My dad died a year ago next month at the age of 93. He did so after tirelessly and often silently — too silently — caring for and protecting my mom, who was suffering from Alzheimer’s disease. They had been married for 71 years and died within five weeks of each other. He left me, my brother and sister, and their children with many gifts, perhaps none greater than a love of and appreciation for food, because food in our households has always been about family and love.
My brother and sister are wonderful cooks. My wife says we’re all “kitchen dominant” personalities, and I’m sure she means me most of all.
A couple of weeks ago, my son, who’s 24 now and lives in Los Angeles, called and said he was recalling a tomato sauce we had made at home but couldn’t put his finger on what it was, except that it had butter and an onion in it. I knew immediately he was referring to a Marcella Hazan recipe we’ve made in our household for years for an uncomplicated sauce that has, indeed, chopped canned San Marzano tomatoes, butter and an onion. That’s all. Cooked at a slow bubble, the result is creamy and rich, and does justice to the tomatoes. I texted the recipe to my son, and a couple of hours later, he texted me a photo of a plate of pasta, topped with the sauce. And he said it was delicious.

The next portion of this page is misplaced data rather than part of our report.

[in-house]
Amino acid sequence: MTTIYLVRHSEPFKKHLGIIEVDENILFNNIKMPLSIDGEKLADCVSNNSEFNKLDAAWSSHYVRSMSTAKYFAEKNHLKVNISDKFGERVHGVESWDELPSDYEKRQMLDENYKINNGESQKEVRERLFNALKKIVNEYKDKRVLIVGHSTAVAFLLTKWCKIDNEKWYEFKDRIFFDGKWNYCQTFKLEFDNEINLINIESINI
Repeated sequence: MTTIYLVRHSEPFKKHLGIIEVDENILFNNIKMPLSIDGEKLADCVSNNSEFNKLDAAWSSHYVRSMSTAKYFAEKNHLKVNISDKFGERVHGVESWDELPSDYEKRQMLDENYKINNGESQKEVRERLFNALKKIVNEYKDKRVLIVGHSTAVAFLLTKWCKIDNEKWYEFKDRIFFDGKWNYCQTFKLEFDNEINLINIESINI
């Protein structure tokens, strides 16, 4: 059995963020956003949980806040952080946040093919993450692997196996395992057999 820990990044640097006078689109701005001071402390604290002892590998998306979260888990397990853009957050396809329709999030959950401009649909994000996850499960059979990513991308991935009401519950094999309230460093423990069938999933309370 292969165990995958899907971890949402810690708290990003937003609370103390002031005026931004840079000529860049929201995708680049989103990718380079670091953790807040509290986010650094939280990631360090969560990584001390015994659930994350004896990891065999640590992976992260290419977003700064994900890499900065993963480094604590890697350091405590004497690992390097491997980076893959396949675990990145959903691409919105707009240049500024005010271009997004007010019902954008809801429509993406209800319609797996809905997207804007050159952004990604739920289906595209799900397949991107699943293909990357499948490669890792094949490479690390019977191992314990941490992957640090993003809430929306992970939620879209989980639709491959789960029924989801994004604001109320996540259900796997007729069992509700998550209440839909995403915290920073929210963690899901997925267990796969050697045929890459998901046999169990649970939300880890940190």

6 servings; makes 2 cups, enough for 1 pound of dried pasta
Adapted from Hazan’s “The Classic Italian Cookbook” (MacMillan London Ltd., 1987).
Scant 2 pounds fresh, ripe Roma tomatoes (may substitute 28-ounce can peeled San Marzano tomatoes; see NOTE)
8 tablespoons (1 stick) unsalted butter
1 medium onion, cut lengthwise in half
1 teaspoon sugar (optional)
Cut the fresh tomatoes in half lengthwise. Place them cut side down in a wide saucepan; cover and cook over medium-low heat for 10 minutes, until slightly softened.
Working in batches as needed, transfer the tomatoes to a hand-cranked food mill set over a mixing bowl. Puree until the solids are completely broken down, with tomato seeds and skins left in the mill. Discard the solids; pour the pureed tomatoes and juices back into the saucepan, then add the butter and onion halves, cut side down. Cook over medium heat until the butter has melted, then season lightly with salt and add the sugar, if using.
Reduce the heat to medium-low; cook (uncovered) for about 45 minutes, stirring occasionally, to form a smooth, brightly colored sauce that has thickened a bit.
Taste and add salt, as needed. Discard the onion before serving or storing.
NOTE: If you use canned tomatoes, coarsely chop; add them and their juices to the saucepan and cook as directed with the other ingredients.
Nutrition | Per serving: 160 calories, 1 g protein, 6 g carbohydrates, 16 g fat, 10 g saturated fat, 40 mg cholesterol, 55 mg sodium, 2 g dietary fiber, 4 g sugar
Recipe tested by Bonnie S. Benwick; e-mail questions to email@example.com
More from Food: